Cinematic Alterations Improve the Original Book

     There are many differences between the 1939 movie Wuthering Heights, directed by William Wyler, and the 1847 novel, written by Emily Brontė, from which it was adapted. Both follow the same theme: a girl (Catherine Linton) loves a boy (Heathcliff) but marries someone else (Edgar Linton). Heathcliff then gets even with Cathy's brother, Hindley, who has mistreated him as a child by acquiring the family home. Heathcliff also get even with Cathy by marrying Edgar's sister, Isabella. Then Cathy dies, and Heathcliff is miserable. But there are many places where the movie strays from the book. These alterations from the book made the movie a distinct improvement over its original source.

     The first major difference is that, in the movie, Mr. Earnshaw (Cecil Kellaway) brings his children, Cathy (Sarita Wooten) and Hindley (Douglas Scott), toys when he returns from Liverpool. In the movie since the children received gifts and were still hateful towards them, it shows how selfish and mean they really are. In the book, however, he forgets to bring them toys and arrives with Heathcliff instead. It is understandable why the children would be upset in that situation, but they are being nothing but rude and ungrateful in the other scenario.

     In the book, there is a scene where Hindley, Cathy and Heathcliff (Rex Downing) are in the stable yard and Hindley and Heathcliff are arguing over a horse. The film makes Hindley out to be the "bad guy" by portraying that he was the one who wanted the good horse because his was lame. In the book, Heathcliff is the one who tries to take the horse, bullying Hindley and throwing rocks at him.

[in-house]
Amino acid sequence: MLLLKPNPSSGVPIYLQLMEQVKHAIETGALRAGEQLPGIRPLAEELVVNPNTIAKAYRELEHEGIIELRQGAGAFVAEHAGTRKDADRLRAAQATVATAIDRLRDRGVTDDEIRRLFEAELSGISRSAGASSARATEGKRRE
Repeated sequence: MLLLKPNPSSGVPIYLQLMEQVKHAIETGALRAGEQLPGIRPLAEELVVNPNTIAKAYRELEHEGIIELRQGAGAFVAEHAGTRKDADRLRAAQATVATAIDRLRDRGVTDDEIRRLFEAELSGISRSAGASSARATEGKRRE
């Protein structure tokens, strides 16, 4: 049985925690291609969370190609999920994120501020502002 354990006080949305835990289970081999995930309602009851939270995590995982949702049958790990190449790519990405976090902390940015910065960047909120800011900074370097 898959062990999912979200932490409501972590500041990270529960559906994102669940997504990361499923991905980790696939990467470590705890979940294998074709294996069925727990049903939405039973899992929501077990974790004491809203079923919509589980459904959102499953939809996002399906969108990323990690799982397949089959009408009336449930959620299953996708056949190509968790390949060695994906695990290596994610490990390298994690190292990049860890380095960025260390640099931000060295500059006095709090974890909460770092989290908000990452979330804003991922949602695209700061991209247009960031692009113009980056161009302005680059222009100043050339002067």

In the movie, we are also able to hear and see what Cathy and Heathcliff say and do while out on Penniston Crag. It allows the audience to see the relationship between Cathy and Heathcliff develop and see why they feel so deeply about each other. In the book, we only know that they went to the Crag, and let our imagination wonder what happened, not knowing the extent of the relationship or interaction between the two.

     The most significant difference is the way the stories end. In the book, Cathy dies but has a daughter, while Isabella and Heathcliff have a son. The story then continues on for another generation before we are brought to the point where Heathcliff also dies. However, in the film, there are no children; and, after Cathy's death, we are immediately taken to the point where Heathcliff (Laurence Olivier) goes off in search of Cathy (Merle Oberon) in the blizzard. In my opinion, the movie dos not lose anything by omitting the second half of the book. The main idea is conveyed without adding extra people.

     I felt that the book was inferior to the movie. The book seemed to drag on and lost my interest after Cathy died, until Heathcliff dies. The movie is much more interesting than the book, with the exception of the ending. The shot of Heathcliff and Cathy walking in the clouds was not necessary. I think that the idea that they could now be together was better left unsaid, as was the case in the book, as opposed to a cheesy screen scene of the two ghosts (ghost-acted by extras and ghost-directed by a hack director, not Wyler who refused to shoot the scene) walking on the Crag.

Julie Hallemeier

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